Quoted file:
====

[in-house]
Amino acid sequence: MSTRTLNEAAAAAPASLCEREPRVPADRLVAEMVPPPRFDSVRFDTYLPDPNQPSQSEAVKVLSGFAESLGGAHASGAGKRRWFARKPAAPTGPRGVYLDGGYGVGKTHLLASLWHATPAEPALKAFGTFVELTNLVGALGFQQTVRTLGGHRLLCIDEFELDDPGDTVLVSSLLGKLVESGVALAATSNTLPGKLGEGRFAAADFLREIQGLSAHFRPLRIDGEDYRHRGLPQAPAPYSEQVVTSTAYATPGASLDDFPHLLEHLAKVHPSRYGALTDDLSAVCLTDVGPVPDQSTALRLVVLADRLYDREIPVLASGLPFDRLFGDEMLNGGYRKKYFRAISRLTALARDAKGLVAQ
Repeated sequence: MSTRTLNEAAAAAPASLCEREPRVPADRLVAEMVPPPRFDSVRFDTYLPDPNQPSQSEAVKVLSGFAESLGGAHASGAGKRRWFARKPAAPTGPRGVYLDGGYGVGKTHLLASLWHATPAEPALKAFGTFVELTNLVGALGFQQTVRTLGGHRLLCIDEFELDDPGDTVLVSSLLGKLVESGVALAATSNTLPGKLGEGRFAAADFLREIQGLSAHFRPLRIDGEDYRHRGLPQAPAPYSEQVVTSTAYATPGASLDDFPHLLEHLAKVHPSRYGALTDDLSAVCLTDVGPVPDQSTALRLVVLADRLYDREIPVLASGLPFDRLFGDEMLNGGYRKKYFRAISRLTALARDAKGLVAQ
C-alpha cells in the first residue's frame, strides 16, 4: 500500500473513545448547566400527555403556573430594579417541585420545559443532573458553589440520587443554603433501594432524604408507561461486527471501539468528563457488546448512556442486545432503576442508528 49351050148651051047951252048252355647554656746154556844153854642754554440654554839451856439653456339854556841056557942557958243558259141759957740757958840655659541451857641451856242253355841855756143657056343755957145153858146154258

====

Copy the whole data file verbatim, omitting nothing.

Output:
[in-house]
Amino acid sequence: MSTRTLNEAAAAAPASLCEREPRVPADRLVAEMVPPPRFDSVRFDTYLPDPNQPSQSEAVKVLSGFAESLGGAHASGAGKRRWFARKPAAPTGPRGVYLDGGYGVGKTHLLASLWHATPAEPALKAFGTFVELTNLVGALGFQQTVRTLGGHRLLCIDEFELDDPGDTVLVSSLLGKLVESGVALAATSNTLPGKLGEGRFAAADFLREIQGLSAHFRPLRIDGEDYRHRGLPQAPAPYSEQVVTSTAYATPGASLDDFPHLLEHLAKVHPSRYGALTDDLSAVCLTDVGPVPDQSTALRLVVLADRLYDREIPVLASGLPFDRLFGDEMLNGGYRKKYFRAISRLTALARDAKGLVAQ
Repeated sequence: MSTRTLNEAAAAAPASLCEREPRVPADRLVAEMVPPPRFDSVRFDTYLPDPNQPSQSEAVKVLSGFAESLGGAHASGAGKRRWFARKPAAPTGPRGVYLDGGYGVGKTHLLASLWHATPAEPALKAFGTFVELTNLVGALGFQQTVRTLGGHRLLCIDEFELDDPGDTVLVSSLLGKLVESGVALAATSNTLPGKLGEGRFAAADFLREIQGLSAHFRPLRIDGEDYRHRGLPQAPAPYSEQVVTSTAYATPGASLDDFPHLLEHLAKVHPSRYGALTDDLSAVCLTDVGPVPDQSTALRLVVLADRLYDREIPVLASGLPFDRLFGDEMLNGGYRKKYFRAISRLTALARDAKGLVAQ
C-alpha cells in the first residue's frame, strides 16, 4: 500500500473513545448547566400527555403556573430594579417541585420545559443532573458553589440520587443554603433501594432524604408507561461486527471501539468528563457488546448512556442486545432503576442508528 49351050148651051047951252048252355647554656746154556844153854642754554440654554839451856439653456339854556841056557942557958243558259141759957740757958840655659541451857641451856242253355841855756143657056343755957145153858146154258